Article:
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Experiential Community Service Learning Projects

Please cite as follows: Chan, CKY (2015). "Experiential Community Service Learning Projects", Engineering Education Enhancement and Research Asia (E3R Asia).


Experiential learning particularly community service learning projects in engineering education promote both intellectual and civic engagement by relating academic learning to real-world problems and needs, engaging students in improving and solving social problems. Some of the experiential community service learning projects in engineering are initiated by external organizations, such as Engineers Without Borders (EWB), while some are initiated by universities, such as the Engineering Projects in Community Service (EPICS) founded by Purdue University. At the University of Hong Kong (HKU), engineering students and faculty members formed the Sichuan Reconstruction Team in 2009 to contribute to post-quake reconstruction (http://www.eee.hku.hk/~sichuan/), similarly, the MingDe project at HKU was led by faculty members and alumni (http://www.civil.hku.hk/mingde/index.html). Experiential community service learning projects in engineering can also be self-initiated by students. For example, Engineers for Community Services (ECOS) is a student organization at the Ohio State University which promotes social responsibility through local and international service learning projects. Depending on the institution/organization, the experiential community service learning projects can vary in terms of destination (i.e. oversea/local), nature of work and credit allocation (i.e. credit bearing/non-credit bearing).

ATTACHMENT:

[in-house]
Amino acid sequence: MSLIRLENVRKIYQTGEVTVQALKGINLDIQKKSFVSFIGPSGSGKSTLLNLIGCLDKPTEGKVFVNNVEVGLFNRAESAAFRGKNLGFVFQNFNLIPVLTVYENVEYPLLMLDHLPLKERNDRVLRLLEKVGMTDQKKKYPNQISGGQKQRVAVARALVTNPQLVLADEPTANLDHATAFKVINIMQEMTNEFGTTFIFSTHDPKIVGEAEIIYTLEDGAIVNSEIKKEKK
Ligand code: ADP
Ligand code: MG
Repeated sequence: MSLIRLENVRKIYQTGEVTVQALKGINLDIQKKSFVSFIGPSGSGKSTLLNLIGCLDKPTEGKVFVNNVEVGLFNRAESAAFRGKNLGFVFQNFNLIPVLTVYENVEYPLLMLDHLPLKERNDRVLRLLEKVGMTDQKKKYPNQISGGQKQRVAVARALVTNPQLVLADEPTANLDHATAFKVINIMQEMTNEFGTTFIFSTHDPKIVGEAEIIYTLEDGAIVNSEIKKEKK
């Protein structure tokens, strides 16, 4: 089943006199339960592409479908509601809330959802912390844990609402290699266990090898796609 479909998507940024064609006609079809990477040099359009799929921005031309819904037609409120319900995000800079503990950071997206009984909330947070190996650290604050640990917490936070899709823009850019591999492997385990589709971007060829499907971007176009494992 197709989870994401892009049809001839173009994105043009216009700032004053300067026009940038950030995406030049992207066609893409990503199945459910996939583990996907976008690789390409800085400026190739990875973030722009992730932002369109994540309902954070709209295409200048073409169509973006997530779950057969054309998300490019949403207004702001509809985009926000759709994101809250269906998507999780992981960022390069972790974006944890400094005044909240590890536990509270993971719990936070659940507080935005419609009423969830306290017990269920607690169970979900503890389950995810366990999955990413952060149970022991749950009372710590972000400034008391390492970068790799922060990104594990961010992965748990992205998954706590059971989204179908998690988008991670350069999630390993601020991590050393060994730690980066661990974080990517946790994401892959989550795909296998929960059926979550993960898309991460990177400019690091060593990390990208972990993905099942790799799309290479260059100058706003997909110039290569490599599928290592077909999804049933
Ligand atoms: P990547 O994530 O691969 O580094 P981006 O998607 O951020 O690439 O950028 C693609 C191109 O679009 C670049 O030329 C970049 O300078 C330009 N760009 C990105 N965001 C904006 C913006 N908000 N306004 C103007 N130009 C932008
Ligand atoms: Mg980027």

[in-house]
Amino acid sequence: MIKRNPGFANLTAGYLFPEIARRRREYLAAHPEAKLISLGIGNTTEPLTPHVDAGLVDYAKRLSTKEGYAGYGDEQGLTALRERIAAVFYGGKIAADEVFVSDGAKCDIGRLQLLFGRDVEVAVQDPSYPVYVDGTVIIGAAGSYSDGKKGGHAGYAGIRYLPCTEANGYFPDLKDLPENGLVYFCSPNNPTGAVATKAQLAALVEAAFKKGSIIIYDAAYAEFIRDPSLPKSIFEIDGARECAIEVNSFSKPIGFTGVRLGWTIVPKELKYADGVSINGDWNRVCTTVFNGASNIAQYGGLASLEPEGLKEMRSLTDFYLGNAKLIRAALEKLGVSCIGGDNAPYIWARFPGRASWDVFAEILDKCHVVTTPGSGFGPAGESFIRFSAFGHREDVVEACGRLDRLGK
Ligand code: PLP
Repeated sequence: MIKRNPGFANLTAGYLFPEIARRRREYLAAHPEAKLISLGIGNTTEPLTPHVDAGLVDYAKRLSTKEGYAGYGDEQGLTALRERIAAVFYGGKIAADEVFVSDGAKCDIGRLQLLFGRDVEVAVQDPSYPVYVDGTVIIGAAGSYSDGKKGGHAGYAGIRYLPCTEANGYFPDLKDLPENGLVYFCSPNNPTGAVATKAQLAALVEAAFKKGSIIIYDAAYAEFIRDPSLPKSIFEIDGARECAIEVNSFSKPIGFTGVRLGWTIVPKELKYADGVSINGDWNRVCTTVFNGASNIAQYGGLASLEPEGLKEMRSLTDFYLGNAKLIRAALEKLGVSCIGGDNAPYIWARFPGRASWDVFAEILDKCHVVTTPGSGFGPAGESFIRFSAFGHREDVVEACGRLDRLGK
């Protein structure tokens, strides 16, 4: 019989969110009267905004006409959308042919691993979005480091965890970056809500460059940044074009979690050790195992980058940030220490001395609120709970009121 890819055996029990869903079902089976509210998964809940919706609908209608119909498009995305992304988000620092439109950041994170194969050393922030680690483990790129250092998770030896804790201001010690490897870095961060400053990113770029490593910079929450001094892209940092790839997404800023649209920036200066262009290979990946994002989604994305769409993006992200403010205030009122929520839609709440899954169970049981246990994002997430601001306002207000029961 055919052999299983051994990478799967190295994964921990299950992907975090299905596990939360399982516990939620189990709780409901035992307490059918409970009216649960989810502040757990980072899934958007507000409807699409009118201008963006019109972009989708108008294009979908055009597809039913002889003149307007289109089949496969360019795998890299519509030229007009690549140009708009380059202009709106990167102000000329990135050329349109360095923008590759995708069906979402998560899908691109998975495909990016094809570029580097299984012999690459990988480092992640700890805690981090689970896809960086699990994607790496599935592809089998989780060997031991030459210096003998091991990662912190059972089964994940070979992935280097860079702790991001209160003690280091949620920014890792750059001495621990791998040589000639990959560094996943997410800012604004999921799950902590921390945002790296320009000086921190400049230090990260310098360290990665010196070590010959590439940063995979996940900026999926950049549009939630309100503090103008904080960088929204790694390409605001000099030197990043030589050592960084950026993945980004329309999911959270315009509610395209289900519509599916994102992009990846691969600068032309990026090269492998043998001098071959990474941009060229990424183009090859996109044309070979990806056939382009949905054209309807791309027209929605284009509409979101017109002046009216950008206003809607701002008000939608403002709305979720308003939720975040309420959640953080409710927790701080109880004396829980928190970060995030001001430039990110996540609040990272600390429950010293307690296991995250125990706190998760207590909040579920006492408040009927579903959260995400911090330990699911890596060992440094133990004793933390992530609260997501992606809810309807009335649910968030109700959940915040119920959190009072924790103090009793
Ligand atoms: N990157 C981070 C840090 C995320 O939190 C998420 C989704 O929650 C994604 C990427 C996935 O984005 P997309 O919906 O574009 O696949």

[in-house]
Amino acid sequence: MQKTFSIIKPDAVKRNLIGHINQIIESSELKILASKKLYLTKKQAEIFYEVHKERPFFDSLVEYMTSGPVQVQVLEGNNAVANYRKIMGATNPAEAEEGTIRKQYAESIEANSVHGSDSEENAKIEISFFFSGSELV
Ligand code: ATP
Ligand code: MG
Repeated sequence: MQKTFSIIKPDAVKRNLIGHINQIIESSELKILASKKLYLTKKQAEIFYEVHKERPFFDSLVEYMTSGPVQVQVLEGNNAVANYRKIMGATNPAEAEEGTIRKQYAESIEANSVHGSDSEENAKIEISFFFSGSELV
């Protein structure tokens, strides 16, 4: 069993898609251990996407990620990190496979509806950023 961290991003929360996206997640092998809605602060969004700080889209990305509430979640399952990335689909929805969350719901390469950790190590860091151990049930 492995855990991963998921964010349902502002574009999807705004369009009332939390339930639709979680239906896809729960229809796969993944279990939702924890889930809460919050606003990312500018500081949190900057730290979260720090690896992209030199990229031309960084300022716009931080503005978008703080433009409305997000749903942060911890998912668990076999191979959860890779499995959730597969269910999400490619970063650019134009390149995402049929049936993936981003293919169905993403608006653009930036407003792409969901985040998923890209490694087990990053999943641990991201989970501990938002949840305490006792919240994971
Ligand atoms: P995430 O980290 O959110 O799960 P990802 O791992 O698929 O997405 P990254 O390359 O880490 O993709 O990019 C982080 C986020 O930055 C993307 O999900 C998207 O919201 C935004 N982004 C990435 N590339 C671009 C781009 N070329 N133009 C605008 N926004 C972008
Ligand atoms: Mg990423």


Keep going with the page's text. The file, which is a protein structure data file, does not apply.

Some people may argue that the assessment of students' participation in service learning may diminish the meaning of participation, however, assessing students is important in order for them to practically realize and reflect their learning experience. Assessment also provides 'evidence for faculties to support their belief that service-learning has a rightful place in the programme' (Strouse, 2003). This is important particularly there have been many well-cited research literature (Astin & Sax, 1998; Kuh, 1995) indicating that experiential community service learning projects allow many transferable skills to be developed, thus, fulfilling many accreditation criteria. Most experiential community service learning projects requires students to work in an external organization, where work needs to be monitored and assessed by the supervisor in place; and yet, there may not be any measures in place to ensure that work is assessed in the same standard as required by the university. Examples of assessment methods and framework for assessing service learning are presented below.